The Tsodilo Hills which is situated in Botswana is not only noted for its picturesque sites but also for the sacredness and spiritual significance of the people. For archaeologists and historians, it is the rock paintings dating back 20,000 years which are embedded in the hills that have been engaging their prime interest and research works.
The rock paintings are estimated to be in the range of 4,500 spanning 10 kilometers of the hilly landscape. The indigenous people of San who reside in the hilly region believe that the Tsodilo Hills are home to the spirits of their gods and their departed loved ones, according to UNESCO.
It is therefore considered taboo for anyone to commit an evil deed or any action that will lead to the death of another or cause inconsiderable anguish near the hills. It is believed that such an action will bring bad omen to the community.
The most intriguing myth about the Tsodilo Hills is the meanings assigned to the four hills which make up the sacred site. The tallest hill which measures 410 meters is the male, the next in terms of height is the female, the third is the child and the fourth is the estranged first wife of the male hill.
Oral tradition among the San people is that the spirits of the dead rest within the female hill and lord over the affairs of man from there. The male hill has in its bosom the biggest rock which the tribesmen believe hold the footprints of the first spirits who knelt and prayed after the creation of the world.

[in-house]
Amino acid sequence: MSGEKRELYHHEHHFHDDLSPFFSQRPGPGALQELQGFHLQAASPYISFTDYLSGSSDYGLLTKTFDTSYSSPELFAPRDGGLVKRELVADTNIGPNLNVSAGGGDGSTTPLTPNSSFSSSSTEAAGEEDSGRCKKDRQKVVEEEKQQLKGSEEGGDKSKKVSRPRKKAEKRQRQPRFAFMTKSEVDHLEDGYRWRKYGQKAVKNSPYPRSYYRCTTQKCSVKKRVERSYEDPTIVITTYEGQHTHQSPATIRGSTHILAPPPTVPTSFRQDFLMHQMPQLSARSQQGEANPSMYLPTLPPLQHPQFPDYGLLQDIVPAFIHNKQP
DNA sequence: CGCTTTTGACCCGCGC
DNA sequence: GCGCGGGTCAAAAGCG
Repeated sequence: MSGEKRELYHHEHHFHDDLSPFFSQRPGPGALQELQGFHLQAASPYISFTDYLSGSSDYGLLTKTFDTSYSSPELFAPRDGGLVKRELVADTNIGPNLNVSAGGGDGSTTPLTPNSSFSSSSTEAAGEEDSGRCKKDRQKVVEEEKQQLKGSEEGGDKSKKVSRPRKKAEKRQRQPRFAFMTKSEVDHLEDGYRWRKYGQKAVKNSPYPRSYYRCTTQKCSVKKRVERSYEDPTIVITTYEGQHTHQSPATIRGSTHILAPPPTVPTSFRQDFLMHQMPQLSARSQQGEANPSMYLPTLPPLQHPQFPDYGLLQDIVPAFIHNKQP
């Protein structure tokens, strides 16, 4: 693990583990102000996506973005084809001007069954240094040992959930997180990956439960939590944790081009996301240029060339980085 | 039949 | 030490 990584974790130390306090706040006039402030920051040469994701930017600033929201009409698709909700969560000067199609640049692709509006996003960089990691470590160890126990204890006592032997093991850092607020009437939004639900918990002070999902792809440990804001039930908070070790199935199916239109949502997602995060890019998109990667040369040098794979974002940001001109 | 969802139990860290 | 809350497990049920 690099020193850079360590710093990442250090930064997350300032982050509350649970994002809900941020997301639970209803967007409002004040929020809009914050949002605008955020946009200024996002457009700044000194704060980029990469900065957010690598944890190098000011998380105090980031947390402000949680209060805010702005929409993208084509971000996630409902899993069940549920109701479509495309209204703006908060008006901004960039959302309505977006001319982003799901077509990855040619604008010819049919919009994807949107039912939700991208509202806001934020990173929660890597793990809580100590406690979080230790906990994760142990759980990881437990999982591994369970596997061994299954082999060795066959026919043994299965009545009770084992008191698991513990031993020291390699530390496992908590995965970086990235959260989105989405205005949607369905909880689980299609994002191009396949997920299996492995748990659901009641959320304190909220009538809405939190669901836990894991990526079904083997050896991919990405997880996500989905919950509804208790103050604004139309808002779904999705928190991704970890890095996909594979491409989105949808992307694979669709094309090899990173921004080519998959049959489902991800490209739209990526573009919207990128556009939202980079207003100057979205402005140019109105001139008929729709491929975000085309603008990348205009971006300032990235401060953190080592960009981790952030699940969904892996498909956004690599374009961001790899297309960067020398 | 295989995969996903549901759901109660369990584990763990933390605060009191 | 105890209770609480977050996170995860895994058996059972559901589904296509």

The Tsodilo Hills wield a huge influence on the belief systems of the people who term it as a powerful spiritual ground. The San people are of the view that some water deposits which were collected over a period of time in an old abandoned mine pit have the potential of bringing good fortunes to those who wash their faces with them. That explains the human attributes assigned to the hills and their ability to understand the thoughts and feelings of men.
According to jenmansafaris.com, the hills are not only home to the inhabitants, but also rich in archaeological artifacts, rock paintings and traditions dating back 100,000 years old. Archaeologists say the findings they have made in the hilly region have enabled them to trace the evolution of human existence and culture of the people to thousands of years ago.
Historians point the rock paintings to human existence spanning from the Stone Age to the 19th century and the environmental changes which have occurred over the period. It is for this reason that the government has passed laws to make the site a protected area and an important historical relic.
The aim is to ensure that the traditional values of the Tsodilo hills are preserved for generations to come. There is an office, the Tsodilo Management Authority Trust, that the government has set up to oversee the implementation of these plans.